Jem and the Holograms

Good or bad, we still love the Saturday morning cartoons of our youth

July 9, 2012 at 9:23 AM ET

Warner Bros. via Everett Collection /
The Tasmanian Devil, Daffy Duck, and Bugs Bunny are cartoon classics, but some others -- like the Wonder Twins from "Super Friends" -- are less memorable.

Who hasn't spent a lazy Saturday morning in front of the TV set, gobbling up sugary cereal while parents get some sleeping-in time? It's a time-honored tradition among kids, who now have a bevy of cartoon shows to choose from airing what feels like 24 hours a day, 7 days a week. But back in the stone age -- okay, the 1970s and '80s, when I was a kid -- nobody had cable, and Saturday mornings were virtually the only time to snag some true kids' programming that wasn't really trying to teach you anything.

So in retrospect, we've got lots of nostalgia for the era. But also in retrospect, a lot of those cartoons ... don't exactly stand the test of time. “Someone once said that everybody’s golden age is when they were 12,” says CartoonBrew.com’s Jerry Beck, an animation historian. “That seems to be true. It doesn’t have to be well-written or well-animated – because they bring us back to that time, and there’s an innocence to them.”

In honor of those well-wasted hours in front of the boob tube, here's a look back at some of the best -- and the worst -- cartoons of past decades. Wonder Twin powers -- activate! Form of: a couch potato.

'Super Friends' (1973-86)

One of the few shows my brother and I could agree to watch together (I had kind of a thing for Aquaman, who could swim with dolphins), "Super Friends" was both awesome and terrible. On the one hand, you got to imagine that there was a Hall of Justice where Superman, Wonder Woman and Batman and Robin (plus their demographically pandering teen cohorts like the Wonder Twins) would just hang out and park the Invisible Jet and, you know, fight the bad guys. On the other hand, the animation is stiff, cheap and repetitive. Like the stories.

'Jem and the Holograms' (1985-88)

Rock stars have lots of adventures, but they're not usually G-rated. But kids love to sing, so some genius decided that an 80s New Wave (sort of) band was just the way to draw a huge audience. (Actually, the whole thing was put together by the toy guys at Hasbro, Marvel Productions and Sunbow Productions -- the latter gave you "G.I. Joe" and "Transformers.") So sure, it was cheesy, but the truly awful thing about "Jem" was that your baby brother could have drawn it better -- and probably learned how to sync the mouths with the words. "Jem" is also enjoying a retro rebound -- the third season comes out on DVD Tuesday, and new collectible dolls are on the way.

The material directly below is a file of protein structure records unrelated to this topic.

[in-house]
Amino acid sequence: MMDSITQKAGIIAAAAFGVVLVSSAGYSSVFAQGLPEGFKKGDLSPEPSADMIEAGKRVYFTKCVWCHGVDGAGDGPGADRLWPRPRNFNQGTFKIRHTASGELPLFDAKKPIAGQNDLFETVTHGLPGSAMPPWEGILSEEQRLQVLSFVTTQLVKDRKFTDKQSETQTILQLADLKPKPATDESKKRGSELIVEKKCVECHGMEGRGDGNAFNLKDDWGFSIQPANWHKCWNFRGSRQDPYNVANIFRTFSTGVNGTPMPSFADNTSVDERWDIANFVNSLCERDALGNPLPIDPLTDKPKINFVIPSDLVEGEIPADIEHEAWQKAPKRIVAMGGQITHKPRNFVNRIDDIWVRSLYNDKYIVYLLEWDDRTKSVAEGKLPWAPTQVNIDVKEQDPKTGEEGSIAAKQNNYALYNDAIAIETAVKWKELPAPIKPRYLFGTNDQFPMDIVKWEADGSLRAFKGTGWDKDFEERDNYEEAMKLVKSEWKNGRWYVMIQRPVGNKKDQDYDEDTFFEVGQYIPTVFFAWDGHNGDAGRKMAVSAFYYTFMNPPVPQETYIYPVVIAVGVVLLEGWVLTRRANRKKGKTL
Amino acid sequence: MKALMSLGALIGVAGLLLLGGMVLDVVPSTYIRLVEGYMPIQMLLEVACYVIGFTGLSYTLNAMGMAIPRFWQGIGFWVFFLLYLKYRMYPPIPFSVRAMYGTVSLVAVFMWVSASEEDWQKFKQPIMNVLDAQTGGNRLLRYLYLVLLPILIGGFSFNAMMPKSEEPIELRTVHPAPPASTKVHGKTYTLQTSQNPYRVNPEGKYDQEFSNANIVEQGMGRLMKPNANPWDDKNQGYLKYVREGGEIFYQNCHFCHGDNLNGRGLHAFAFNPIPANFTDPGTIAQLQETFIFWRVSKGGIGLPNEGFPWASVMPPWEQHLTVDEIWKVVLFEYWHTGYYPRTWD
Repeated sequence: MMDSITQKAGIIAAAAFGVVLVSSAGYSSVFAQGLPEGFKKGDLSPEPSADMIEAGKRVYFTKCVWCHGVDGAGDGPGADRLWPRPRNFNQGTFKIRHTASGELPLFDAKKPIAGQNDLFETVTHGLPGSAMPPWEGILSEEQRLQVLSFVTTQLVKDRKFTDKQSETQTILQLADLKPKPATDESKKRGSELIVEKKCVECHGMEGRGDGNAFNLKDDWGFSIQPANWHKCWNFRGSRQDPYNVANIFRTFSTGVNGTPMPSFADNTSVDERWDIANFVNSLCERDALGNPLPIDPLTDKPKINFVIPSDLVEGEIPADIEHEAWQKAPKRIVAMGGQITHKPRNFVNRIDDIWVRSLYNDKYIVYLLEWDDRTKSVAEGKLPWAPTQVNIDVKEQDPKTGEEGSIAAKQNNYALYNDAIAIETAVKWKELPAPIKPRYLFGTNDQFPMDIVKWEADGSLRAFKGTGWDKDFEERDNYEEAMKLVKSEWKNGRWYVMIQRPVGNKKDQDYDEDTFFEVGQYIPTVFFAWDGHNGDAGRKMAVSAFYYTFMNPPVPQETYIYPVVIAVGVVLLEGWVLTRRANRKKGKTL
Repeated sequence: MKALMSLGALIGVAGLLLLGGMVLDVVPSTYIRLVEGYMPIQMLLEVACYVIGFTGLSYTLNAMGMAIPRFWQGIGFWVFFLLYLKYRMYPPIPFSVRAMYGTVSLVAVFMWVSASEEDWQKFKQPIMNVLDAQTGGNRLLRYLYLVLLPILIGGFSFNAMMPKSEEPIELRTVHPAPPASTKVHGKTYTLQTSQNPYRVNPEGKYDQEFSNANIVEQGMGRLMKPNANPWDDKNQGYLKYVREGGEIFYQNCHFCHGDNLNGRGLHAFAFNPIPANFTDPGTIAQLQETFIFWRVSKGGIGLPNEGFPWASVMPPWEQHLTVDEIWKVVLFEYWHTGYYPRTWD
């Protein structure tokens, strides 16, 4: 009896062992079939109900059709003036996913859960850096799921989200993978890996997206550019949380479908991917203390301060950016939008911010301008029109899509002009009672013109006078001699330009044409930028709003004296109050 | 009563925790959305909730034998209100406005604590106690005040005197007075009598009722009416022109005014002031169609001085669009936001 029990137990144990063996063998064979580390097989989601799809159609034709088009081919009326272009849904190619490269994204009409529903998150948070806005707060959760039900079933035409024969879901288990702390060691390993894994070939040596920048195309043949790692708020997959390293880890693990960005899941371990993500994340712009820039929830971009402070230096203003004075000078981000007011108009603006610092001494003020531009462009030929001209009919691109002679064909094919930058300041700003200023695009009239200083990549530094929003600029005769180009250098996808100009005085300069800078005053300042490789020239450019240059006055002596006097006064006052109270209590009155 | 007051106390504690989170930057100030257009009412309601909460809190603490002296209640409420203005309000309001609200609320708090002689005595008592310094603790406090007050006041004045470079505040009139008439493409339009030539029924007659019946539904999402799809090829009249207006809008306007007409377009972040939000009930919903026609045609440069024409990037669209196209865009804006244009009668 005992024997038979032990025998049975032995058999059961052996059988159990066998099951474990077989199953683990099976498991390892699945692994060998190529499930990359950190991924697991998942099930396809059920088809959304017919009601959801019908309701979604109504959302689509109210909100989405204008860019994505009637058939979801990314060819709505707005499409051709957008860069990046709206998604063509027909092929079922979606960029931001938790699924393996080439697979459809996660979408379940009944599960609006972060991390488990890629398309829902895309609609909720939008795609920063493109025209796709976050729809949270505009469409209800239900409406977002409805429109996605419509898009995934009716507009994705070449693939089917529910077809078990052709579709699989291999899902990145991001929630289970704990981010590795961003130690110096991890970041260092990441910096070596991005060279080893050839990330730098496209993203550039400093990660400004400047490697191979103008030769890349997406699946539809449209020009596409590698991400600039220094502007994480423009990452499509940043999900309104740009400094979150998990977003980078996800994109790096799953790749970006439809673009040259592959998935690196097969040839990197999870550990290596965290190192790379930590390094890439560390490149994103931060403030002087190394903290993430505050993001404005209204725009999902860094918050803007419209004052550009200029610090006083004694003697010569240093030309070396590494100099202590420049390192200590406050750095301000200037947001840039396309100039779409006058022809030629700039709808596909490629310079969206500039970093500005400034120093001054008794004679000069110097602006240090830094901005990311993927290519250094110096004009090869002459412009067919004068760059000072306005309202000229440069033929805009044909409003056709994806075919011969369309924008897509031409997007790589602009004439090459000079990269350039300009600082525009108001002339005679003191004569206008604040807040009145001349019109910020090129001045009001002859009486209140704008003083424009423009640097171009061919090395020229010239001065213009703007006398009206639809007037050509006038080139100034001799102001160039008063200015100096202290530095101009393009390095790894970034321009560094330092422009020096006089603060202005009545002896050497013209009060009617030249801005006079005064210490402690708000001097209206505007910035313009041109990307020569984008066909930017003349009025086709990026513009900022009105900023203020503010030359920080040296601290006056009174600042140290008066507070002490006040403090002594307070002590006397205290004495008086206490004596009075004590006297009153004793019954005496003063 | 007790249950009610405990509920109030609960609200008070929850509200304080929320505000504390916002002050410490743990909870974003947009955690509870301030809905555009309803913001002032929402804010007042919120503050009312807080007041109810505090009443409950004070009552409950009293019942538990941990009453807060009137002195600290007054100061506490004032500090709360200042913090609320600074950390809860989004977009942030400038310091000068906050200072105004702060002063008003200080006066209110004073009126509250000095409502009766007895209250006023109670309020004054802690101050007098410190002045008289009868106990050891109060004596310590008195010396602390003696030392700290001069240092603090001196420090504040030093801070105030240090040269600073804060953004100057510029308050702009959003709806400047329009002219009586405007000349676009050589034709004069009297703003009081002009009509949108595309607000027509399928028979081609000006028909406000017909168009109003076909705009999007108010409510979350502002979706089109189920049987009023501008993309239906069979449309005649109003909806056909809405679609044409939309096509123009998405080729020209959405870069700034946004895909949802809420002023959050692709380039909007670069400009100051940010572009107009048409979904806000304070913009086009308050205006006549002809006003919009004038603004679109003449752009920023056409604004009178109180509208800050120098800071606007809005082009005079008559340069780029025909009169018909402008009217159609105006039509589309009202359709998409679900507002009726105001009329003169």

'Looney Tunes' (circa 1930-Present)

Stumbling on a Looney Tunes block of cartoons then, as now, is like being wrapped in a warm blanket and handed a bowl of ice cream: You just know things are going to go all right for the next 7 to 8 minutes. Originally made for feature screens and audiences, Looney Tunes were just better written, better drawn and felt like highbrow entertainment after yet another "adventure" on the other super-shows. Wabbit season!

'Scooby-Doo' (1969-Present)

Hanna-Barbera Productions cartoons were never highbrow, but they had a goofy consistency that appealed to kids of many ages, and the enduring nature of "Scooby-Doo," a talking Great Dane with a bottomless pit for a stomach and a fear of everything that goes bump in the night, is a testament to how even at their silliest, cartoons can bridge the generations. Most memorable, oft-repeated phrase: "And we would have gotten away with it if it wasn't for those meddling kids!" We all wanted to be those meddling kids.

'Animaniacs' (1993-1998)

By the time Steven Spielberg decided to present us with his "Animaniacs" (the full title of the show was "Steven Spielberg Presents Animaniacs," cable TV was already beginning to dominate the networks when it came to Saturdays. But this often-surreal, well-constructed and witty show captured the hearts of children of all ages. It hearkened back to the earliest days of animation (three of the main characters were allegedly hidden at Warner Bros. since the 1930s, and escaped to get their own show), and were clearly inspired by Looney Tunes. 

No matter where you end up seeing them, the joys of short-form cartoons -- even the ones that seem to have been drawn with a crayon by 1,000 monkeys -- endure. Now, where are my Lucky Charms?

What were your favorite childhood cartoons? Which ones do you know aren’t really well-made, but you love anyway? Let us know on Facebook! 

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